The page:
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Montgomery County launches plan to give $800 a month to hundreds of residents

300 vulnerable households will get the $800 "guaranteed income" cash payments for two years to use however they want.

ROCKVILLE, Md. — What would you do with an extra $800 a month, no strings attached?

Pay off debt? Put the kids in child care? Enroll in college classes?

Montgomery County is officially joining the guaranteed basic income movement, becoming the first jurisdiction in Maryland to offer direct cash payments to low-income residents.

"It would help us with bills and food and things we're trying not to spend too much on now," Aspen Hill resident Jose Rodriguez, a chef, said. 

Starting at the beginning of next year, Montgomery County plans to pick 300 households at different points on the income scale, identified as "vulnerable," and give them $800 a month for 24 months to use in any way they want.

"It would really be nice, help out with transportation a lot," said Aliyah Brammer, a Wheaton resident who says she can barely afford bus fare to get around.

The millions of dollars to fund the program will come from a public-private partnership with money from foundations, as well as funding approved by the county executive, and the county council.

"There will not be a way to sign up, we will select people," Councilmember Will Jawando, one of the lead sponsors of the pilot program, said. 

The hope is it will help hundreds of people advance themselves and their families.

"$800 can make the difference between paying rent or not, having food on the table or not," Council Vice President Gabe Albornoz said. "But also, whether or not a young person can participate in an after-school program, or engage in college access and readiness programs that can improve their families."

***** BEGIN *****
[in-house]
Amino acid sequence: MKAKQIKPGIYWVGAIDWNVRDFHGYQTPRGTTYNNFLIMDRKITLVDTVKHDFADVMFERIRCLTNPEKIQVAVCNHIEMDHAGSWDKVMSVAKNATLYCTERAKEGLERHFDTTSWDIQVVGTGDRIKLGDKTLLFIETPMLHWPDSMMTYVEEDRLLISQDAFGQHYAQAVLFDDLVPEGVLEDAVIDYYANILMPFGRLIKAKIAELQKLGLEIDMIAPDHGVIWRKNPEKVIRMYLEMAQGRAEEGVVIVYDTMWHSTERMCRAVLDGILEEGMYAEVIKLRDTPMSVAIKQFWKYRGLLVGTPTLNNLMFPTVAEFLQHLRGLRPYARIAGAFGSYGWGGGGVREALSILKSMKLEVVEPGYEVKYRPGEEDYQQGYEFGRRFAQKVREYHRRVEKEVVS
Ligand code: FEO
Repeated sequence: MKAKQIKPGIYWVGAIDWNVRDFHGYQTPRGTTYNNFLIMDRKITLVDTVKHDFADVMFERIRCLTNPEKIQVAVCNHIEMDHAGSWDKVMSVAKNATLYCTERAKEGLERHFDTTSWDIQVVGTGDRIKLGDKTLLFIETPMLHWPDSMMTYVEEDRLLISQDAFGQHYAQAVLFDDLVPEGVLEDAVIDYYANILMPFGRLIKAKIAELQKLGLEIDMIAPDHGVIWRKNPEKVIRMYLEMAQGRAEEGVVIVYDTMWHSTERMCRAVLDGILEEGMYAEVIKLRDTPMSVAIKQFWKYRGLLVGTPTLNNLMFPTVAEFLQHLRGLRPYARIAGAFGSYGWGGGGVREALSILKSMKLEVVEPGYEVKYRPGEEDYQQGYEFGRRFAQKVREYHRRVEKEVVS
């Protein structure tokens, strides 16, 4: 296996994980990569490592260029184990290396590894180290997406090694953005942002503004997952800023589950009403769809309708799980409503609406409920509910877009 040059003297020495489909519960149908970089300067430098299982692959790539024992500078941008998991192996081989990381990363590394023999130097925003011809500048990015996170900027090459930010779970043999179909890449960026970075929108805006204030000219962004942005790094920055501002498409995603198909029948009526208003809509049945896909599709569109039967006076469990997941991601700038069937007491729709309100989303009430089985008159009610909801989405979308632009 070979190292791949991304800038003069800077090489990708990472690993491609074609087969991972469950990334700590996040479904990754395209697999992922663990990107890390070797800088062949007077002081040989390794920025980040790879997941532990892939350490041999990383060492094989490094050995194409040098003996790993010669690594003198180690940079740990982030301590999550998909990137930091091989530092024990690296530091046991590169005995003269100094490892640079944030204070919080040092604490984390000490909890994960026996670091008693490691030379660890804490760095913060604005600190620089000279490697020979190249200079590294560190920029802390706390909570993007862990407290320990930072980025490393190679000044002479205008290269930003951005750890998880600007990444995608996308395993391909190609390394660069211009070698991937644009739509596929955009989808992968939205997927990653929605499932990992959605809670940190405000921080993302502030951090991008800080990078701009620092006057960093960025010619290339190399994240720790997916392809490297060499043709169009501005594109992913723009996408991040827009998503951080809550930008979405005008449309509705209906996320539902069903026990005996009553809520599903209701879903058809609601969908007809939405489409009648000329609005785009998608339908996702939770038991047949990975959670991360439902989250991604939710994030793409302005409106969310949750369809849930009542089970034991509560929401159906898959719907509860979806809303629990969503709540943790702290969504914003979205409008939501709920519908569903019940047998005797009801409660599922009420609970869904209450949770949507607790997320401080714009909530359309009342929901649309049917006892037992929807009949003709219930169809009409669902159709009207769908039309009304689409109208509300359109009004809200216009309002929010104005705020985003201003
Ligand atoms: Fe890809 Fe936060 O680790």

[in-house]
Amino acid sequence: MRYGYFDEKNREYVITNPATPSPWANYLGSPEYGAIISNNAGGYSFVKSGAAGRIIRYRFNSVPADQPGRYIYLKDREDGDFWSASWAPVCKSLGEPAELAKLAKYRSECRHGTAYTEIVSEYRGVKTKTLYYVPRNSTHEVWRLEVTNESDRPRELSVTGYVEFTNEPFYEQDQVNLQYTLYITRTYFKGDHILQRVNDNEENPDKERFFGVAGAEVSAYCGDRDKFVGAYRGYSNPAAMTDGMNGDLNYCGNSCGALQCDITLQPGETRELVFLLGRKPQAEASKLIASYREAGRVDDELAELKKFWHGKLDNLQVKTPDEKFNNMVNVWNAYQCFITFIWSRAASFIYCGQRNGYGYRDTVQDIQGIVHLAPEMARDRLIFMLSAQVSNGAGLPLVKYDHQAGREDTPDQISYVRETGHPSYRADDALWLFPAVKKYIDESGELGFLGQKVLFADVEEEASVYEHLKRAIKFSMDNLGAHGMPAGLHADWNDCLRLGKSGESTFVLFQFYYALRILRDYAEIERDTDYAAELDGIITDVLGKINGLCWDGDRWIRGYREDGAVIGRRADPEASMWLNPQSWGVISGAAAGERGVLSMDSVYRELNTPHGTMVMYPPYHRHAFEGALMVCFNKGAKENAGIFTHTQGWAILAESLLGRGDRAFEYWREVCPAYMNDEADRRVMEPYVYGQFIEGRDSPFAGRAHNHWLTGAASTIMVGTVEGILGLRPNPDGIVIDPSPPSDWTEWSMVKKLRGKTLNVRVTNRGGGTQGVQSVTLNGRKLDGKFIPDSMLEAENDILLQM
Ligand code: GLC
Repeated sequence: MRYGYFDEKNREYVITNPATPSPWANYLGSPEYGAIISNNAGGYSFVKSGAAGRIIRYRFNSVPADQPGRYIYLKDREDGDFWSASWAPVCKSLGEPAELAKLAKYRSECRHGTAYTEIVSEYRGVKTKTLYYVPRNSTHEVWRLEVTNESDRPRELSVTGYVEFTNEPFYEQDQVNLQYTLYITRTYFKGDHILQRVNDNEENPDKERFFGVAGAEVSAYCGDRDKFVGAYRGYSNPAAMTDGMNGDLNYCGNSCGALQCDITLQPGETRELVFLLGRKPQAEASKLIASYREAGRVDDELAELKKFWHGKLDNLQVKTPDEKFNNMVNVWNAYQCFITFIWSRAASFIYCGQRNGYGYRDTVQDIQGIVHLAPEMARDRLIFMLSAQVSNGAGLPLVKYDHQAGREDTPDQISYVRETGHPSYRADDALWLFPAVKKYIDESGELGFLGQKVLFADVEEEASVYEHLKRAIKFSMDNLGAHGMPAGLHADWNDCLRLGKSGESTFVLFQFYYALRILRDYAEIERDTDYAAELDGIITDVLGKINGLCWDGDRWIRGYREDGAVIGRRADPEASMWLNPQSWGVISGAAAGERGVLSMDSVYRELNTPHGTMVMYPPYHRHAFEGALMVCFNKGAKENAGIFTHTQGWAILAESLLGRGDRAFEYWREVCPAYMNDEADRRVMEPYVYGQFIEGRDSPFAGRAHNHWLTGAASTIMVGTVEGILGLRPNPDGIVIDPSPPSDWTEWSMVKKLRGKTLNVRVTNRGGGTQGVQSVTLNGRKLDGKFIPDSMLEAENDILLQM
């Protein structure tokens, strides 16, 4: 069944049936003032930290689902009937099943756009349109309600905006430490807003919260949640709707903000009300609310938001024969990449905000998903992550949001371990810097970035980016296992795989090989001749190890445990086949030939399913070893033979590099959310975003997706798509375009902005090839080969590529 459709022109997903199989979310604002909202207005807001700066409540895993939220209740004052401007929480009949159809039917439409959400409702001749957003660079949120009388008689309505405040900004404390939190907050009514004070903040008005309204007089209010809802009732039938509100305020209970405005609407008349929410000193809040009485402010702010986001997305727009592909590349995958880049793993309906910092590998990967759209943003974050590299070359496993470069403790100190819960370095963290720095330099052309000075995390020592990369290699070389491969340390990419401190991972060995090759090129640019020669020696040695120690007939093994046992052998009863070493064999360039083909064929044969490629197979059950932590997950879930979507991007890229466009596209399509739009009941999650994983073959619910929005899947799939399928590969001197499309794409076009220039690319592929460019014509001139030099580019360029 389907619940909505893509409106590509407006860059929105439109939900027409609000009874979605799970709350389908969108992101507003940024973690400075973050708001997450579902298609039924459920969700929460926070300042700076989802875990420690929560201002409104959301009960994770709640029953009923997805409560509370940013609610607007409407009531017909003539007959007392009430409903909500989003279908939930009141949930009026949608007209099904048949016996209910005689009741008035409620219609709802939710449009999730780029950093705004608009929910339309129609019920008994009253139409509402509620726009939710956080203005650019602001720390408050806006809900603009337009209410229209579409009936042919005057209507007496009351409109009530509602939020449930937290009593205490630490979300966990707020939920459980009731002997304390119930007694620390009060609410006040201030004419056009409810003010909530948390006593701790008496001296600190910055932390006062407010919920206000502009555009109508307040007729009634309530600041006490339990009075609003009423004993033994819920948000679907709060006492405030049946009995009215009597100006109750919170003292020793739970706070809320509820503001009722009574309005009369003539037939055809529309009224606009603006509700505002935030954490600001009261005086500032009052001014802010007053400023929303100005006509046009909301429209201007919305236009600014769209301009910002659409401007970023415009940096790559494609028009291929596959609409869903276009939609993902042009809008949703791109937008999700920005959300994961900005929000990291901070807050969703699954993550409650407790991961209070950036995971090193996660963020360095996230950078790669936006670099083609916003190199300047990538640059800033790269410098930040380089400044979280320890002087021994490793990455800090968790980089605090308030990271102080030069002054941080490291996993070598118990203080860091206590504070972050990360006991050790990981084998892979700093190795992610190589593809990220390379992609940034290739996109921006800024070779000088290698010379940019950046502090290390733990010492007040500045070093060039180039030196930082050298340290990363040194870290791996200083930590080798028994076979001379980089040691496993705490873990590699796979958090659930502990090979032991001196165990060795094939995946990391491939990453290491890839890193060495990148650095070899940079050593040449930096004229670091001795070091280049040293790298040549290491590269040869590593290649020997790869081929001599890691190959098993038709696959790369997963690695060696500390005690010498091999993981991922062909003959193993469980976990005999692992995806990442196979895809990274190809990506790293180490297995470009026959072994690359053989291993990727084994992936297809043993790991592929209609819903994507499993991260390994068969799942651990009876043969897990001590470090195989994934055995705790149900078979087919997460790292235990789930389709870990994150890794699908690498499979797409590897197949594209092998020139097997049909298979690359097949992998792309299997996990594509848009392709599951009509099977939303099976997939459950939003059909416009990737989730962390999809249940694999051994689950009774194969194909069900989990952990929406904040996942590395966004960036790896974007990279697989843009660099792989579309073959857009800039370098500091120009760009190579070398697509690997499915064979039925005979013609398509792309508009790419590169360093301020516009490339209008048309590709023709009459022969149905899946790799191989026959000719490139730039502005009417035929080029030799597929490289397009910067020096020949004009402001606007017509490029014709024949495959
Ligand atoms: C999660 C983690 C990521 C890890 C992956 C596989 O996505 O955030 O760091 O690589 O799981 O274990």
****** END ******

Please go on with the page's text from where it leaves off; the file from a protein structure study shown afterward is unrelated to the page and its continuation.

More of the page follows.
Stockton, California first piloted a guaranteed basic income program starting in 2019, giving $500 a month to 125 families.

Alongside Montgomery County, Alexandria and Arlington are also launching similar plans for people like Shay Holliman, who drives ride-share in addition to a full-time job. 

"You can't pay your rent and you have to send your kids to school with nothing," Holliman told a reporter as Stockton was preparing to launch the program.

Advocates like former Democratic presidential candidate Andrew Yang points out that Alaska, a state that trends conservative, has for years given all its residents $1,000 or $2,000 a year as a share of its oil revenues.

Michael Faulkender, a University of Maryland professor and former assistant treasury secretary in the Trump administration,  said he thinks the money should be tied to a work requirement. 

"At a time when we have a near-record number of job openings -- 10.4 million of them nationwide, 210,000 in the state of Maryland -- should we be providing income to people and not requiring that they work?" he asked. 

Faulkender thinks Montgomery County would be better served by giving low-income residents an earned income tax credit.

"People don't have to worry about anybody living on $800 a month and not working," County Executive Marc Elrich said. "If they can't live on what they're making now and they're working, $800 it isn't going to take away a job."

An academic study of the Stockton program found employment went up and stress went down. People paid off debt and spent the money mostly on necessities, the study found. 

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